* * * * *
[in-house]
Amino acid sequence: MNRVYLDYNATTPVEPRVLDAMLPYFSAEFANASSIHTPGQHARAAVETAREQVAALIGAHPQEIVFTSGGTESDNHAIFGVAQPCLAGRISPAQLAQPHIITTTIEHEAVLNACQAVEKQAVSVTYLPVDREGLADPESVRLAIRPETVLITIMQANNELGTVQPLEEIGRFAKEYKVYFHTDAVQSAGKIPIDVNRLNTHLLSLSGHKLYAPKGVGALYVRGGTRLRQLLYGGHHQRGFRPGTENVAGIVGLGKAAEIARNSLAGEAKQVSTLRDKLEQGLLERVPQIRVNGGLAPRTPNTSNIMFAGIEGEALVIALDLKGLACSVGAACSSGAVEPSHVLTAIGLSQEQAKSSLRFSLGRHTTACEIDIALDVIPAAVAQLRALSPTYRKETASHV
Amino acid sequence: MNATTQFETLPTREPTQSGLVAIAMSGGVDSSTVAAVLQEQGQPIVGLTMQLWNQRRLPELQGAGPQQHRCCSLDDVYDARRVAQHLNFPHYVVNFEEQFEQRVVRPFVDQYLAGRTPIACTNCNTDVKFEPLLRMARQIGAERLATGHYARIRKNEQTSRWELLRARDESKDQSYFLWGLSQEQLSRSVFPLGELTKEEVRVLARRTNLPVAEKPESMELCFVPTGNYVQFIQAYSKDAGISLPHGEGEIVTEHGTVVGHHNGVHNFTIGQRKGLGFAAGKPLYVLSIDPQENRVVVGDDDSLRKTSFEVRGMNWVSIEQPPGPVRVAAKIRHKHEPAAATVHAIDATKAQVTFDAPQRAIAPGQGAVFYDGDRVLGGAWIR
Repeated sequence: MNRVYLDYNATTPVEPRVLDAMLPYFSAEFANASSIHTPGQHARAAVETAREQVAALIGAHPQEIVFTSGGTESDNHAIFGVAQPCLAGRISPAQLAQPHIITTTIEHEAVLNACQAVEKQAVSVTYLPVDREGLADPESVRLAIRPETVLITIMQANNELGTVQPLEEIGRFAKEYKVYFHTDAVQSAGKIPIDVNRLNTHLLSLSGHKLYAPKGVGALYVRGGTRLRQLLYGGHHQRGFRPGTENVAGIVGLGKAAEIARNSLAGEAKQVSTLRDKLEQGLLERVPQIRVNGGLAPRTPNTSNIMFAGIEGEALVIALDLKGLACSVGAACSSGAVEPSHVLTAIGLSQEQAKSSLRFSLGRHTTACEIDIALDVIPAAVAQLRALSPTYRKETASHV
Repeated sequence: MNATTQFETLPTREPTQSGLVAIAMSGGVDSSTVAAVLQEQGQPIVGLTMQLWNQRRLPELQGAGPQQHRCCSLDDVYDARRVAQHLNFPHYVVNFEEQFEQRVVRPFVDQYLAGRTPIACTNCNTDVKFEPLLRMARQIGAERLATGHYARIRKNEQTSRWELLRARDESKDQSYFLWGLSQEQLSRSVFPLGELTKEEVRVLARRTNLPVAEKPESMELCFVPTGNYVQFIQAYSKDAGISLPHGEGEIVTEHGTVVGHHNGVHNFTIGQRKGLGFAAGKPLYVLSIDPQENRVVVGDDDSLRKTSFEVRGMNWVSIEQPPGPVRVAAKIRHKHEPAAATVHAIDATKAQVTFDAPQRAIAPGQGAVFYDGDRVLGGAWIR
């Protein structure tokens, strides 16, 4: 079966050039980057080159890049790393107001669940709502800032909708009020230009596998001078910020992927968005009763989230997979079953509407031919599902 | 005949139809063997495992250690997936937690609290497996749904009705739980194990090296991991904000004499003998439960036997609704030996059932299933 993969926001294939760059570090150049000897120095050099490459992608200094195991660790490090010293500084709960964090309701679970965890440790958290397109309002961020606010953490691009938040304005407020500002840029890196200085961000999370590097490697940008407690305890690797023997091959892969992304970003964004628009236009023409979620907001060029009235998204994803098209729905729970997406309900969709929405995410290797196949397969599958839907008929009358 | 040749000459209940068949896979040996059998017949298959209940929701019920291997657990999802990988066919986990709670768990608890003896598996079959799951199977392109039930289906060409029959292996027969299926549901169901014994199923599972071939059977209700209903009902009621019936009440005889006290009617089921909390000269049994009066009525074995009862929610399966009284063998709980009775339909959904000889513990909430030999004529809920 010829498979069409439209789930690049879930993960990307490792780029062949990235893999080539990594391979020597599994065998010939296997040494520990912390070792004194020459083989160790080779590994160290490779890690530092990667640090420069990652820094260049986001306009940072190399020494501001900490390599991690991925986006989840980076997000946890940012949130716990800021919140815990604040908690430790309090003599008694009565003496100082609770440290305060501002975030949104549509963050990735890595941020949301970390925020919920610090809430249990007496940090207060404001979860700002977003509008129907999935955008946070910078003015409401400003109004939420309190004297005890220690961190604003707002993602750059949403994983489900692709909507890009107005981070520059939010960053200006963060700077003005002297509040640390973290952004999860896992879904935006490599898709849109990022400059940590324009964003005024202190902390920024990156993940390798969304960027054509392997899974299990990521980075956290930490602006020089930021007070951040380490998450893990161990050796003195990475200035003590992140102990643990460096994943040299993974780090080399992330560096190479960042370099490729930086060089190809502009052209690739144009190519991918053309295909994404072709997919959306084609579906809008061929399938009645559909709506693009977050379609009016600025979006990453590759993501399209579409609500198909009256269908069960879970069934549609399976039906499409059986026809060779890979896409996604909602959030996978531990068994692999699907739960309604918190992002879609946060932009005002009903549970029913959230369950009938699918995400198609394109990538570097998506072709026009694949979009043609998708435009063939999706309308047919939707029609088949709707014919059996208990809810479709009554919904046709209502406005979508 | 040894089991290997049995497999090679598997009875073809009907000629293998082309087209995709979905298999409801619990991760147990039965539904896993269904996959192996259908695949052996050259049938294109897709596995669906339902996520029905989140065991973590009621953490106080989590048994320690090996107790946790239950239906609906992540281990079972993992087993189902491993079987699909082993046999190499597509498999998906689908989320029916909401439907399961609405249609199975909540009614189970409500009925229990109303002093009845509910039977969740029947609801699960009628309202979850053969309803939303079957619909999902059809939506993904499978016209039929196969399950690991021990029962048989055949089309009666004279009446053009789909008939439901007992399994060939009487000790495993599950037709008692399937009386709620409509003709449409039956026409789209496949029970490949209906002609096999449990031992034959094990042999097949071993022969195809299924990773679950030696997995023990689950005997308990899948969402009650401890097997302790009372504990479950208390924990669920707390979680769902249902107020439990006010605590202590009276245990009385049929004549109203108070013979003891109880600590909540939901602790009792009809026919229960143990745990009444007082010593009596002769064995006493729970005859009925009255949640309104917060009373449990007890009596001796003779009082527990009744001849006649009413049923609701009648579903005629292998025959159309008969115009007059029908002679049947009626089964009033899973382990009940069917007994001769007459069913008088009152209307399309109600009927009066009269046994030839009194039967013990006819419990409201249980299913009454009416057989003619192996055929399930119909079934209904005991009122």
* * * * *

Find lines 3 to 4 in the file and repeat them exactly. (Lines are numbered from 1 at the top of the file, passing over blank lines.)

Amino acid sequence: MNATTQFETLPTREPTQSGLVAIAMSGGVDSSTVAAVLQEQGQPIVGLTMQLWNQRRLPELQGAGPQQHRCCSLDDVYDARRVAQHLNFPHYVVNFEEQFEQRVVRPFVDQYLAGRTPIACTNCNTDVKFEPLLRMARQIGAERLATGHYARIRKNEQTSRWELLRARDESKDQSYFLWGLSQEQLSRSVFPLGELTKEEVRVLARRTNLPVAEKPESMELCFVPTGNYVQFIQAYSKDAGISLPHGEGEIVTEHGTVVGHHNGVHNFTIGQRKGLGFAAGKPLYVLSIDPQENRVVVGDDDSLRKTSFEVRGMNWVSIEQPPGPVRVAAKIRHKHEPAAATVHAIDATKAQVTFDAPQRAIAPGQGAVFYDGDRVLGGAWIR
Repeated sequence: MNRVYLDYNATTPVEPRVLDAMLPYFSAEFANASSIHTPGQHARAAVETAREQVAALIGAHPQEIVFTSGGTESDNHAIFGVAQPCLAGRISPAQLAQPHIITTTIEHEAVLNACQAVEKQAVSVTYLPVDREGLADPESVRLAIRPETVLITIMQANNELGTVQPLEEIGRFAKEYKVYFHTDAVQSAGKIPIDVNRLNTHLLSLSGHKLYAPKGVGALYVRGGTRLRQLLYGGHHQRGFRPGTENVAGIVGLGKAAEIARNSLAGEAKQVSTLRDKLEQGLLERVPQIRVNGGLAPRTPNTSNIMFAGIEGEALVIALDLKGLACSVGAACSSGAVEPSHVLTAIGLSQEQAKSSLRFSLGRHTTACEIDIALDVIPAAVAQLRALSPTYRKETASHV